I have always been a big proponent of keeping any schooling that I do with Ali all about “play” and as unguided as possible since she is so young (she just turned 3).
For instance, I don’t push school – I let Ali guide it. That way, she thinks it’s a game. When I’m busy doing the dishes, she’ll “Play States” or “Play Presidents” by herself. She’s always asking if we can “play school”, which is exactly where I want to keep her excitement level.
However, my casual approach wasn’t working too well in my efforts to teach her how to write letters. She would ask me to write things, and I would. If she wanted to write, I’d cheer her on, but she usually wouldn’t write any letters but the ones in her name.
I knew she COULD do it, but it just didn’t seem like the activity was holding her attention.
After her birthday party, I decided to experiment with a little bit more of a formal, guided task: writing thank you notes.
I didn’t think she’d do too great since she hadn’t really written anything, but I was completely shocked! Having a purpose and knowing WHY she was writing seemed to make all the difference to her.
She happily made letters that I had never seen her write before to make AJ’s Thank you note:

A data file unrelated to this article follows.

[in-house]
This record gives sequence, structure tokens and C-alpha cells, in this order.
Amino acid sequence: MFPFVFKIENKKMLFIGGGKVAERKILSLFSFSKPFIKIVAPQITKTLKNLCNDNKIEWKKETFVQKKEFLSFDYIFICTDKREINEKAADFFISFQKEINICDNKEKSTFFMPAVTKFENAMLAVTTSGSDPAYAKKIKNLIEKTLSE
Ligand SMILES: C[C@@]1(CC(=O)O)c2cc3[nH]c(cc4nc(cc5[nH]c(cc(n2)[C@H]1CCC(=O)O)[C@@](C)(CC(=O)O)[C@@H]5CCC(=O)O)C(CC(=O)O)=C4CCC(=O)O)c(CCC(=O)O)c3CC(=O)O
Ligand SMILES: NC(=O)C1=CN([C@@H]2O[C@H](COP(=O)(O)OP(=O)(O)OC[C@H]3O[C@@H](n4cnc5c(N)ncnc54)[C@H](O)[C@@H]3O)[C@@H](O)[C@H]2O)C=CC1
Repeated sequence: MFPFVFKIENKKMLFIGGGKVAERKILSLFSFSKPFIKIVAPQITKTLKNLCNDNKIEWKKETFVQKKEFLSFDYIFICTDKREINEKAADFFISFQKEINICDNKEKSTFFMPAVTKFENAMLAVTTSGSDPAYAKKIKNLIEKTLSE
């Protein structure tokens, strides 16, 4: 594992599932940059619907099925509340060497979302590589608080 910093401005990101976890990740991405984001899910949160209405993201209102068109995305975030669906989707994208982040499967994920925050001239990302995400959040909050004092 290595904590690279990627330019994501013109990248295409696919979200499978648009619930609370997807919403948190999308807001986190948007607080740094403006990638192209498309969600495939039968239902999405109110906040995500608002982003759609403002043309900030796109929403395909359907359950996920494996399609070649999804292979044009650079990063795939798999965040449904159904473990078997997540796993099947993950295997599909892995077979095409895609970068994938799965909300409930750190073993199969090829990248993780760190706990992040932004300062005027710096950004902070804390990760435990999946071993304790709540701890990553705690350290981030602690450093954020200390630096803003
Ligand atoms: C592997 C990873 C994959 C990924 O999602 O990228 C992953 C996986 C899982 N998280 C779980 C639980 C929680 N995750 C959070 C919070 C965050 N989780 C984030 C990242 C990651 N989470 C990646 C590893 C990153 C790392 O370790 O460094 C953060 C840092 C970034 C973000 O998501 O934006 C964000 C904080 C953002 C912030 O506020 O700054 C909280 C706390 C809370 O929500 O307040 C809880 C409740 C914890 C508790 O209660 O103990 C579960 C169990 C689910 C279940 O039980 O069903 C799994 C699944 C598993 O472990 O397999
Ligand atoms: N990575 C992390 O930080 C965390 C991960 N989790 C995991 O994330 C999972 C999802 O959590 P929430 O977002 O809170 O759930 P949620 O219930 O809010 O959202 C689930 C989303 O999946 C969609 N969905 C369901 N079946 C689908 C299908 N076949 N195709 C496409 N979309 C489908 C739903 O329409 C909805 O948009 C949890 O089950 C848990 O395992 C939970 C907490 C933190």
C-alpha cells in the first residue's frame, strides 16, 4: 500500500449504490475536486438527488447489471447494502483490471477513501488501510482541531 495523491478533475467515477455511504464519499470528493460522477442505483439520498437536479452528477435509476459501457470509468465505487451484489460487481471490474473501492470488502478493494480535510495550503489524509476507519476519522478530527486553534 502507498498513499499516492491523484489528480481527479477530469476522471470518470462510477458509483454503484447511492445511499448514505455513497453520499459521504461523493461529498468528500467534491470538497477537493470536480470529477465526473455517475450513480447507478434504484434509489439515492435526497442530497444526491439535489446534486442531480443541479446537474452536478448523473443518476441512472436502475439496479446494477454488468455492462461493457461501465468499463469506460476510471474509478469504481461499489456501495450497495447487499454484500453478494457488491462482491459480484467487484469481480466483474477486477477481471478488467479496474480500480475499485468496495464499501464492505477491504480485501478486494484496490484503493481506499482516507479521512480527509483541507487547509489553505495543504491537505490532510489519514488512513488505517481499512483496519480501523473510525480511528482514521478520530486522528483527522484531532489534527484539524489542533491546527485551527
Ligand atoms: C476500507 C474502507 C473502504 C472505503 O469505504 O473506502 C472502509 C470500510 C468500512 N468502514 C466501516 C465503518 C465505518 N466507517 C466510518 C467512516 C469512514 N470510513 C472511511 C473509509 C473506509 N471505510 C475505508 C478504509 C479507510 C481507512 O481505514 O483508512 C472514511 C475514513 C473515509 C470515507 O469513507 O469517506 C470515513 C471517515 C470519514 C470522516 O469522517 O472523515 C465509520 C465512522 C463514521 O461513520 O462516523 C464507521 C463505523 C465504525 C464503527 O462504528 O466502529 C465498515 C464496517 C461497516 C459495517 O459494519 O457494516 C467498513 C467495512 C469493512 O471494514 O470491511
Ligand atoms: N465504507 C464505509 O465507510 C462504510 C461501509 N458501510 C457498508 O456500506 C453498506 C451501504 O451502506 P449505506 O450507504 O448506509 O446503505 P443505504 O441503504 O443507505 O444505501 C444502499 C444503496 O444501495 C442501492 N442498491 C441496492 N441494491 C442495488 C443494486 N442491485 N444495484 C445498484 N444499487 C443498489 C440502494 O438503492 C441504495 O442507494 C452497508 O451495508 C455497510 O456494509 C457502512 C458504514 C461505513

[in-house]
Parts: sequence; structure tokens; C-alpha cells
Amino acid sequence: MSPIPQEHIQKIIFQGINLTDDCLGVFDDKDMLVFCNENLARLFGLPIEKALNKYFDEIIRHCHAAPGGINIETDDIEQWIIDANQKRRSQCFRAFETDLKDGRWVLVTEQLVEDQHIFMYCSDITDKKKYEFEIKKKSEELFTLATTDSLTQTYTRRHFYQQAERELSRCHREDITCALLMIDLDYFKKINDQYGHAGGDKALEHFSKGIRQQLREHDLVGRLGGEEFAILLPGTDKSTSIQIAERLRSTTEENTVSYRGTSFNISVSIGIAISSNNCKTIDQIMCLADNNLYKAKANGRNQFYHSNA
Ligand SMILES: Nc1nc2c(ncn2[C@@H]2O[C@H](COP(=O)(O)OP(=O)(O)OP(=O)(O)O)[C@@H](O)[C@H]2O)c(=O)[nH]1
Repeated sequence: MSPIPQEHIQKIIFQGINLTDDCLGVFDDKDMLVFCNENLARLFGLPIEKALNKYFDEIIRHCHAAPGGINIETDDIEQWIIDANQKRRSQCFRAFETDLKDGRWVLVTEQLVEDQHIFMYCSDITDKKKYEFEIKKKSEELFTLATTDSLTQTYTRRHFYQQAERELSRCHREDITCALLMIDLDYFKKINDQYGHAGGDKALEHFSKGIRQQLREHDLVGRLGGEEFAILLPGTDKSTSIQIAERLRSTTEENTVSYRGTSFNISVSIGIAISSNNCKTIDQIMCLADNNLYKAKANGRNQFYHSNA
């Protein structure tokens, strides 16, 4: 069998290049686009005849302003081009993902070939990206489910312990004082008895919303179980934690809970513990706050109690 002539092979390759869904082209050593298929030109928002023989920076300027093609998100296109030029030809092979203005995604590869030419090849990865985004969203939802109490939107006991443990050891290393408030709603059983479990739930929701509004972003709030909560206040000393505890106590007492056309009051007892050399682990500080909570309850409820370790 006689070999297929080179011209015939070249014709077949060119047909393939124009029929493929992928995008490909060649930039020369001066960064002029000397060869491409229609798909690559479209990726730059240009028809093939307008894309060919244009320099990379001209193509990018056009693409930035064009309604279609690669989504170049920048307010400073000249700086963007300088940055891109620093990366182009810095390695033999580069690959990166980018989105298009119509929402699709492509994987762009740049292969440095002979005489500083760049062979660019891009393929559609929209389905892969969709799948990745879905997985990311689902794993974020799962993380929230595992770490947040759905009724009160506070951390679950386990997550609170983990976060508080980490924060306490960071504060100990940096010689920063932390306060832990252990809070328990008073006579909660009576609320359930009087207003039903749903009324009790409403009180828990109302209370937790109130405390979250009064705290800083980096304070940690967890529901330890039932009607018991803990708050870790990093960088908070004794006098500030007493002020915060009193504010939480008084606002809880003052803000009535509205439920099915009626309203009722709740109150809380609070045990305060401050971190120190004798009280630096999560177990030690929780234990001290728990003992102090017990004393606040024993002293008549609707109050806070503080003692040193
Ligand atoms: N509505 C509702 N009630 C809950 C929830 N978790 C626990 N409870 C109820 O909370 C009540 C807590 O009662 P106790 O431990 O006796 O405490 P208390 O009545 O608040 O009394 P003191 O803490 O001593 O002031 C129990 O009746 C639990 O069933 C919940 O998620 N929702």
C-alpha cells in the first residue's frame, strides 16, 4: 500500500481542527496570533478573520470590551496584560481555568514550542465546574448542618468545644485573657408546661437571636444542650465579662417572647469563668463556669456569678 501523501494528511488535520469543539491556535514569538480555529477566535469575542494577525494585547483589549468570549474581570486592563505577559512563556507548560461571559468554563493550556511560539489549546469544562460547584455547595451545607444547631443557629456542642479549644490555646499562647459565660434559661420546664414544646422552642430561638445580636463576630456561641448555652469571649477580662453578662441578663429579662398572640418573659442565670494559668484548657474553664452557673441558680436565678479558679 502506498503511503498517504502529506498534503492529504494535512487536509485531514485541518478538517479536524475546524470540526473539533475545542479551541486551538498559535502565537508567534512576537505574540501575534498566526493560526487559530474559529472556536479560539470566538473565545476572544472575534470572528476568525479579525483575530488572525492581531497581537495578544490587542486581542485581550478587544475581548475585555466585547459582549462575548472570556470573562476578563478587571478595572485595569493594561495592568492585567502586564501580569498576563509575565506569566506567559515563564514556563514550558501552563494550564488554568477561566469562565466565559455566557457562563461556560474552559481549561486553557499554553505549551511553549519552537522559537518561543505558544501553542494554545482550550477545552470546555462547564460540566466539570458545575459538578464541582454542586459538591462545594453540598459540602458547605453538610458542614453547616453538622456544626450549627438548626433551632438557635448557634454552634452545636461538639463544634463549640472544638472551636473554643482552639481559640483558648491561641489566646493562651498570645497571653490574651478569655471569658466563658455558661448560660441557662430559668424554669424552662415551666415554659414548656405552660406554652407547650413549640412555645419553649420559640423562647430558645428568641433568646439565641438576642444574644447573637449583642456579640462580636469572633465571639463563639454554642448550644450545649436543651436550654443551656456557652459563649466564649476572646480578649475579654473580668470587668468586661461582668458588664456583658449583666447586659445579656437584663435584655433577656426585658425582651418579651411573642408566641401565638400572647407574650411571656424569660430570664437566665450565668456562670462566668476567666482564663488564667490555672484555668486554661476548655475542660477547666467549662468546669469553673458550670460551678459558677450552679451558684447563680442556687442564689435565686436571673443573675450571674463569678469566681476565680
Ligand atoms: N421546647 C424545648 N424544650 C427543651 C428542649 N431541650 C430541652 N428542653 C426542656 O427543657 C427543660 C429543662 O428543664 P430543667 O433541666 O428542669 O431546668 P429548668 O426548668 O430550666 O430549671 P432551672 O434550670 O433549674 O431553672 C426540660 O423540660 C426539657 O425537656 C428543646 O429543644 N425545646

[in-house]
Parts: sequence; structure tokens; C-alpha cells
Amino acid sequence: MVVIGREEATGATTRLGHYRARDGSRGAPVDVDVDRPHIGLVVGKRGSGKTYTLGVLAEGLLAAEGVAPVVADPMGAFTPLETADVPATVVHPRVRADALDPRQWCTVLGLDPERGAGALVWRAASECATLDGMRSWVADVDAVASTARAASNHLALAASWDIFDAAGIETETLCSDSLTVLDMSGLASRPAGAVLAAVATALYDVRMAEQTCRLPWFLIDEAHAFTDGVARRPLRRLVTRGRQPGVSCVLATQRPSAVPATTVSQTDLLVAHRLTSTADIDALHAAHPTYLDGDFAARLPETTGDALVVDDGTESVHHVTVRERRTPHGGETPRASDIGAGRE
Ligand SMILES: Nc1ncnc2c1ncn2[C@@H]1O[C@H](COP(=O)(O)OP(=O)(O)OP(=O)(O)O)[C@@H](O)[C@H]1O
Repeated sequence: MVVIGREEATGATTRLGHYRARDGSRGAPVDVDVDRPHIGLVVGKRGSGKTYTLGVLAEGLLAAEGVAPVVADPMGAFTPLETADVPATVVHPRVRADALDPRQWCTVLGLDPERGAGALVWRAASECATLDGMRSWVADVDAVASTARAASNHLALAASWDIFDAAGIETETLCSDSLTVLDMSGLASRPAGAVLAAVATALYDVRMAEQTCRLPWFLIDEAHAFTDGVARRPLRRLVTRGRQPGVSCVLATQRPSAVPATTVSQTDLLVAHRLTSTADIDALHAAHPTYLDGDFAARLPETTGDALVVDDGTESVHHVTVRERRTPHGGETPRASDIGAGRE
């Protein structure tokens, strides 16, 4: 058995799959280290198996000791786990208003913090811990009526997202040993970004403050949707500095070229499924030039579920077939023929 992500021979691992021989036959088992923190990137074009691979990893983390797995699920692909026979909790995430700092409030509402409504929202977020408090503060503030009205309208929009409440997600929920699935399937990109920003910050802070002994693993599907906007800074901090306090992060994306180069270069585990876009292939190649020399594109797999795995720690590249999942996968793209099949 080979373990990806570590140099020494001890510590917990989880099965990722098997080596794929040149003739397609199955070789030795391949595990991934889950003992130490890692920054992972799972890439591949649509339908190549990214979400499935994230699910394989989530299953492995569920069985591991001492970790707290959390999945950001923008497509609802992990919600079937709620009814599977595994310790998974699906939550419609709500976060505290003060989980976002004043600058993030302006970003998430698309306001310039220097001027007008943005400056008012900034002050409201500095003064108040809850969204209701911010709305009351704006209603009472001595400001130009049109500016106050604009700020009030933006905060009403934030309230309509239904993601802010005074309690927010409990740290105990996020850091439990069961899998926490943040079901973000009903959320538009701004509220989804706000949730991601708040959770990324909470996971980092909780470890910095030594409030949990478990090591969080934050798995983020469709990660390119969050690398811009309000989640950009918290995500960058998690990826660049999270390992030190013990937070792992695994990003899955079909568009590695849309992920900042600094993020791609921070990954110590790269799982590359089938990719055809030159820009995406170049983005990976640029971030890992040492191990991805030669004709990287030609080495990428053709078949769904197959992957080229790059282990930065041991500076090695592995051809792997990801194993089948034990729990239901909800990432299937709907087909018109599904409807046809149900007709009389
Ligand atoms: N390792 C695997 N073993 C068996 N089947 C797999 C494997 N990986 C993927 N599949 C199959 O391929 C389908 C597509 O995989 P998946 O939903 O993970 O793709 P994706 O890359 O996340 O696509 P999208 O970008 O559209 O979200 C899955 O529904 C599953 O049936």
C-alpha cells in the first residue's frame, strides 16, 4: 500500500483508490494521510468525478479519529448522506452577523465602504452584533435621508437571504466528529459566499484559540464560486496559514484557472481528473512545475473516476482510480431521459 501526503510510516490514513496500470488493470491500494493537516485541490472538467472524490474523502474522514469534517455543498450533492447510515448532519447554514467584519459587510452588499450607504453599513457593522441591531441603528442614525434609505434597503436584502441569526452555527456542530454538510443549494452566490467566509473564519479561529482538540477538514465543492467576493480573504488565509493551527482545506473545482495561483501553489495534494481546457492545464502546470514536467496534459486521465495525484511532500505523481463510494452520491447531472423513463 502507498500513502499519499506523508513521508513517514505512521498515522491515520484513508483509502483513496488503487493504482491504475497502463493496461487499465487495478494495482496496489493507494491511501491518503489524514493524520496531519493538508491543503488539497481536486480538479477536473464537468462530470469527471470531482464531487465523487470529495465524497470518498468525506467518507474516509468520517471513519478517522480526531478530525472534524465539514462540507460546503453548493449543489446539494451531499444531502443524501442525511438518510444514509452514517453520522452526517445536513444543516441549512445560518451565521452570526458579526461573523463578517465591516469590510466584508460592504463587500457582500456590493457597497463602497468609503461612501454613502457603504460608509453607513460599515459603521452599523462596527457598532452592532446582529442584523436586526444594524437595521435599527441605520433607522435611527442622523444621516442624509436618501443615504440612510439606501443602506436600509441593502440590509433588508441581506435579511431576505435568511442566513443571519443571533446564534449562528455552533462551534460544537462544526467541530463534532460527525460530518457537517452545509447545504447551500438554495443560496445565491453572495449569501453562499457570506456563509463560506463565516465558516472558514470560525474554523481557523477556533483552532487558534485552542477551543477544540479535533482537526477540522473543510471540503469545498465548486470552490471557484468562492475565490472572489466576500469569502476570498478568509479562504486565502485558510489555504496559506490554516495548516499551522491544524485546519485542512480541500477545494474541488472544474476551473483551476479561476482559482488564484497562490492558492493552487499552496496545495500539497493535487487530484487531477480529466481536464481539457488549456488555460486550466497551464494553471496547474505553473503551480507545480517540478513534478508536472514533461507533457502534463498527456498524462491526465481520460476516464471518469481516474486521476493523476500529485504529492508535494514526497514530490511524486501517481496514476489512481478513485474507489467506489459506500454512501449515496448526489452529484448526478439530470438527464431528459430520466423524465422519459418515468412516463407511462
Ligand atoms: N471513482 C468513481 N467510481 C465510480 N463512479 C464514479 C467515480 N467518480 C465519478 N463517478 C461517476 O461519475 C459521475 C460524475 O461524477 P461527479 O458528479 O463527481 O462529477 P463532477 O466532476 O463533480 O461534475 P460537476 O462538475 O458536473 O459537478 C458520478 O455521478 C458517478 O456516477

“AJ”, “Game”, “Ali” (and her creative addition, a smiley face.)
(Yes, A’s are still upside-down. And I kinda like them that way.)
On the second one, I started to get a little frustrated with her because she kept writing the letters out of order and all over the page.
Then I realized: duh – she’s never written on lines before because I’ve always just let her “free-style” her writing.
I explained to her how you write on top of the line and showed her how it should look.
Sure enough, we started over and she did great:
“Nathaniel”, “Game”, and a very messy and a bit out-of-order “Ali”
(My patience was not, however, high enough to get her to write ALL of those names, thanks to Greg and Julie and their long-winded kid names. Nathaniel would suffice.)
We’ve made several more, and I was really surprised at how eager she was to do them (and even asking me if we could make some later), considering her former pushback about writing.
“Brooks and Claire”, “Fairy Outfit”, “Ali”
Although I still think that casual learning is best for her age, I learned that sometimes having a purpose in learning can excite and motivate a toddler more than just keeping it as a game.